Ephedra plant, Ma Huang (Chinese) - Ephedra Sinica (Ephedraceae)

Medicinal Use of Ephedra, Ma Huang (Chinese) – Ephedra Sinica (Ephedraceae)

Ephedra is a strongly stimulant, acrid-tasting herb that has a central place in Chinese and other herbal traditions. According to legend, the bodyguards of Genghis Khan, threatened with beheading if they fell asleep on sentry duty, used to take a tea containing ephedra to stay alert. Today, ephedra is used in the West and in China for problems ranging from chills and fevers to asthma and hay fever.

Habitat & Cultivation

Native to northern China and Inner Mongolia, ephedra often grows in desert areas. It is propagated from seed in autumn or by root division in autumn or spring and needs well-drained soil. The stems are gathered throughout the year and dried.

Related Species

Other Ephedra species with similar medicinal properties to ephedra grow throughout the northern hemisphere. In North America, related species were used to treat fevers and relieve kidney pain, while in India, Ephedra species were taken for asthma, hay fever, and rheumatism.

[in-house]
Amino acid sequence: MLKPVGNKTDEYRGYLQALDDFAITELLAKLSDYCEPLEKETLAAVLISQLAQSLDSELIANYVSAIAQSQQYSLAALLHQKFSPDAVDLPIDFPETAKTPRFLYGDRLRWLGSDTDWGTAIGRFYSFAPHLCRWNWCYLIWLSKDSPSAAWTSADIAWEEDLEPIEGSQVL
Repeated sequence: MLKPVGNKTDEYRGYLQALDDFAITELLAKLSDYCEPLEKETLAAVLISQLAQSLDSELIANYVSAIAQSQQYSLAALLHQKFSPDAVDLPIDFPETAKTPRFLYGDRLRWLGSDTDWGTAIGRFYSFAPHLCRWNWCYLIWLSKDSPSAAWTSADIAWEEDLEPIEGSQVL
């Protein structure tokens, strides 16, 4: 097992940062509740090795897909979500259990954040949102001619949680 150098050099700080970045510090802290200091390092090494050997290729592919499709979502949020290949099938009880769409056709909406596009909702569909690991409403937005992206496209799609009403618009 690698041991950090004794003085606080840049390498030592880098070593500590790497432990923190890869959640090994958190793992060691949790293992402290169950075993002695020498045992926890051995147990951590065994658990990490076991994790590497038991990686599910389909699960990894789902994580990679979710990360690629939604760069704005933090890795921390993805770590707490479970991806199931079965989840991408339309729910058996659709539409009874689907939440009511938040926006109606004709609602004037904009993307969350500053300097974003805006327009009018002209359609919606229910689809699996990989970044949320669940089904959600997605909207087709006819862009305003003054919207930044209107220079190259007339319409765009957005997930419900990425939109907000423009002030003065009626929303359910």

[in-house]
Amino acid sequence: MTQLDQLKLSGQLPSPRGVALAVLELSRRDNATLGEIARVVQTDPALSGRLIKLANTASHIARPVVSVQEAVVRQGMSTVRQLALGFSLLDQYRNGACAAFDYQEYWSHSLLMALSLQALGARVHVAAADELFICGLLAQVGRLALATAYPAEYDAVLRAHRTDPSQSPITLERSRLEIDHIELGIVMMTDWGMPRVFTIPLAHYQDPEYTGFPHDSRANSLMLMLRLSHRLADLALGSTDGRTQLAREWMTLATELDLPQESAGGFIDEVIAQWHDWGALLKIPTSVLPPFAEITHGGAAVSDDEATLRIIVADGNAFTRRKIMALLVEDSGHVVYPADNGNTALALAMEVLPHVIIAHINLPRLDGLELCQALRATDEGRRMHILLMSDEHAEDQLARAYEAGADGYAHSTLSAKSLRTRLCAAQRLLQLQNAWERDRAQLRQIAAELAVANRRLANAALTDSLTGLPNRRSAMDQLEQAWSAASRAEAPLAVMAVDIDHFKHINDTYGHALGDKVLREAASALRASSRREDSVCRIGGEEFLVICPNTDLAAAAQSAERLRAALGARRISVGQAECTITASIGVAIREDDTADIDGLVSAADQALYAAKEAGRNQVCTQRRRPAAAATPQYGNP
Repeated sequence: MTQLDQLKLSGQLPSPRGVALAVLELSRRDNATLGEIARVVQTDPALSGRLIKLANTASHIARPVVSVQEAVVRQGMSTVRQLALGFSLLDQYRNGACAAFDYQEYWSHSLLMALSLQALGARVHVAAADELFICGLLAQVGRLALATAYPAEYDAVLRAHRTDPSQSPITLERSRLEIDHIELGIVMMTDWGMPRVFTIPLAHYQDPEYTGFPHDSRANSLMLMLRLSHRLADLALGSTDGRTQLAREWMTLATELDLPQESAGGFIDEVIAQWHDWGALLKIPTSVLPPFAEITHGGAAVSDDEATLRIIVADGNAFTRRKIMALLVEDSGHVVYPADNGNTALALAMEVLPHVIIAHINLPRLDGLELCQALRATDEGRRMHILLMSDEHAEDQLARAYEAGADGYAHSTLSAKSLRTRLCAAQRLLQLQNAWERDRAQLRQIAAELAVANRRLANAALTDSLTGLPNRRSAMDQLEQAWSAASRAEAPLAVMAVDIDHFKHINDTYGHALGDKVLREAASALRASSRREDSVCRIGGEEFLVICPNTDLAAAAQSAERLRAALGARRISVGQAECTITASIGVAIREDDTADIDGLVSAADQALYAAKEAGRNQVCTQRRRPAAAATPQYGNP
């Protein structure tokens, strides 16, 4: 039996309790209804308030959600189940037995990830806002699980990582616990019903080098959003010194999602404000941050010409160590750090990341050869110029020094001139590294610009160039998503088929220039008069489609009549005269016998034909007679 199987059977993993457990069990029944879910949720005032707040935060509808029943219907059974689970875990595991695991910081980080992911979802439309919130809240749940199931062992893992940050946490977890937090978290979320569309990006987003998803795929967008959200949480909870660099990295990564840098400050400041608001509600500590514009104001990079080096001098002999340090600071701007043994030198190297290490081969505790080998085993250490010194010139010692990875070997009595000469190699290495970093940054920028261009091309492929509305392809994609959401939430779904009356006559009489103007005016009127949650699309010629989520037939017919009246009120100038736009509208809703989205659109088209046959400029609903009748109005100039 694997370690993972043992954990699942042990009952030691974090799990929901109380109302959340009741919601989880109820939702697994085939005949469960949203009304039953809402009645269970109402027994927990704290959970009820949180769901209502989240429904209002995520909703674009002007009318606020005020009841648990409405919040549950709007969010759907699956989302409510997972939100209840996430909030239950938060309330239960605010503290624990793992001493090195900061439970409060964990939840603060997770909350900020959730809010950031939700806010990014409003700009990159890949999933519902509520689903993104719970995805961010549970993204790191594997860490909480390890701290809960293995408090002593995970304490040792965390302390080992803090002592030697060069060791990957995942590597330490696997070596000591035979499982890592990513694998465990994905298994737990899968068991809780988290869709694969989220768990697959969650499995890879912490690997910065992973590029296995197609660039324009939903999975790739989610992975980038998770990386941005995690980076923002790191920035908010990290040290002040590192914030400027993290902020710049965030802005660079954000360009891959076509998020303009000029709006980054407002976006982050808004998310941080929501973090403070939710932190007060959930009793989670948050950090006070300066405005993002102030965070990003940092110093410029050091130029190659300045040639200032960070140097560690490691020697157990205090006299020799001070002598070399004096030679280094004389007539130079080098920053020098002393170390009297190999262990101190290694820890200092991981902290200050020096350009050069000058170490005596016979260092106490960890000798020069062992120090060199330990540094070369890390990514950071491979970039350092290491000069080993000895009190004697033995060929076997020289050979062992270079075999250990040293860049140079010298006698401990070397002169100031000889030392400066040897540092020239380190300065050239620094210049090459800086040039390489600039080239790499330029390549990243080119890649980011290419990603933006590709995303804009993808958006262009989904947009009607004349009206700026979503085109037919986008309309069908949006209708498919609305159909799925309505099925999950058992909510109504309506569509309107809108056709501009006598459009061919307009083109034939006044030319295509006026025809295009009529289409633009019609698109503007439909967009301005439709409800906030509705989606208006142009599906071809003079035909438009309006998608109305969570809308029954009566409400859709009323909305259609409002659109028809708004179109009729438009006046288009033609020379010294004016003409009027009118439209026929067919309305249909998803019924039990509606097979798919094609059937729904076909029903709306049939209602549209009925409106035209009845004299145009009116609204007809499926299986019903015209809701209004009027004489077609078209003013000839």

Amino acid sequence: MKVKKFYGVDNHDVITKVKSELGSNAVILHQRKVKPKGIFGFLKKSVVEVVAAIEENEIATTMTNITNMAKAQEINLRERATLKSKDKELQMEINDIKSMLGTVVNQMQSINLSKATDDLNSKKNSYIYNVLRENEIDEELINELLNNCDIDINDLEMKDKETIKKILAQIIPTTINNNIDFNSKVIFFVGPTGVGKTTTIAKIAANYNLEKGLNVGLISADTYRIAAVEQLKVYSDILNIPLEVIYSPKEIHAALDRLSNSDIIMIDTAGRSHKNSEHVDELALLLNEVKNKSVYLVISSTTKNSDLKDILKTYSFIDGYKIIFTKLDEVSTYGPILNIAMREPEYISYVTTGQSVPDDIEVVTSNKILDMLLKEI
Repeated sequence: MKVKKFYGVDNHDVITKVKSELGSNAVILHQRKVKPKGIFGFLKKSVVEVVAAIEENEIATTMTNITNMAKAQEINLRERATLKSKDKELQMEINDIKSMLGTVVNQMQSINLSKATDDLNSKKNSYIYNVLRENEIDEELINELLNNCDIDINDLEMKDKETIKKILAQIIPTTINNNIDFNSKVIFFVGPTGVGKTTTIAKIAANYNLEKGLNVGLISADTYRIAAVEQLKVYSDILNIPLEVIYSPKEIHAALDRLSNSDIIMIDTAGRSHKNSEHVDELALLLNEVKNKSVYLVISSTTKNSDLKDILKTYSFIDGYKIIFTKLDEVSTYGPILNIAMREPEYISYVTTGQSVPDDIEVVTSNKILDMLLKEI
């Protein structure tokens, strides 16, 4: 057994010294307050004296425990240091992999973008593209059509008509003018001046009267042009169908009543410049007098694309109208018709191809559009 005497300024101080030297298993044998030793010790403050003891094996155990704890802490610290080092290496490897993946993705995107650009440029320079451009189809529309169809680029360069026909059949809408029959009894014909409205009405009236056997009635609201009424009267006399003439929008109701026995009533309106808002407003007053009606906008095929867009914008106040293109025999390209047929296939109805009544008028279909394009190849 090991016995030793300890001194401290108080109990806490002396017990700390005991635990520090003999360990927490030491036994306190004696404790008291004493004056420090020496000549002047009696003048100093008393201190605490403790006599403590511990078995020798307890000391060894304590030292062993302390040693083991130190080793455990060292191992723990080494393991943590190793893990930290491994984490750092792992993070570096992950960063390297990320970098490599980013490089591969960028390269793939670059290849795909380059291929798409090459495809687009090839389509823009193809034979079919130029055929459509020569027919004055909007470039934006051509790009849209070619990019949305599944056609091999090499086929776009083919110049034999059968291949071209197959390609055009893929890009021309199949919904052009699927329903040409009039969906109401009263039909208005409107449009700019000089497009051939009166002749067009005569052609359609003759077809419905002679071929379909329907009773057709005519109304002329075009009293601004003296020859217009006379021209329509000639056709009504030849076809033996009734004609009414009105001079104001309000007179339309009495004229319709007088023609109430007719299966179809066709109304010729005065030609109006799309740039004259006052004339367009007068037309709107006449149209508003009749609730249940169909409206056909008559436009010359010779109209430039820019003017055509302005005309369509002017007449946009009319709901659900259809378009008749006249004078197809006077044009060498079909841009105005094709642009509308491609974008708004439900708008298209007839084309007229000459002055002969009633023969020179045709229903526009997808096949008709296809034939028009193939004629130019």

Key Constituents

  • Protoalkaloids (ephedrine, pseudoephedrine)
  • Tannins
  • Saponin
  • Flavone
  • Volatile oil

Key Actions

  • Increases sweating
  • Dilates the bronchioles (small airways in the lungs)
  • Dries mucous membranes
  • Diuretic
  • Stimulant
  • Raises blood pressure


Active constituents: Most of the active constituents mimic the effect of adrenaline within the body, increasing alertness. Ephedrine, extracted originally from ephedra, was first synthesized in 1927 and is used as a decongestant and anti-asthmatic.

Whole herb: When used at the correct dosage, the whole herb has significant therapeutic effects—including dilating the bronchial airways—and a very low incidence of side effects.

Ephedra abuse: Ephedra has been banned in the U.S. due to frequent abuse of the herb, as an amphetamine-type “high” and, at excessive dosage, in weight-loss regimens. At therapeutic dosage, and with professional guidance, ephedra rarely gives rise to side effects.

Traditional & Current Uses

Historical uses: Traditionally, Zen monks used ephedra to promote calm concentration during meditation.

Chinese herb: In China, ephedra is popular for chills and fevers, coughs and wheezing, and in combination with rehmannia (Rehmannia glutinosa) it is given to treat kidney yin deficiency.

Current Western uses: Ephedra is used principally in current Western herbal medicine as a treatment for asthma and hay fever, and for the acute onset of colds and flu. It also helps to raise blood pressure, cool fevers, and to alleviate rheumatism.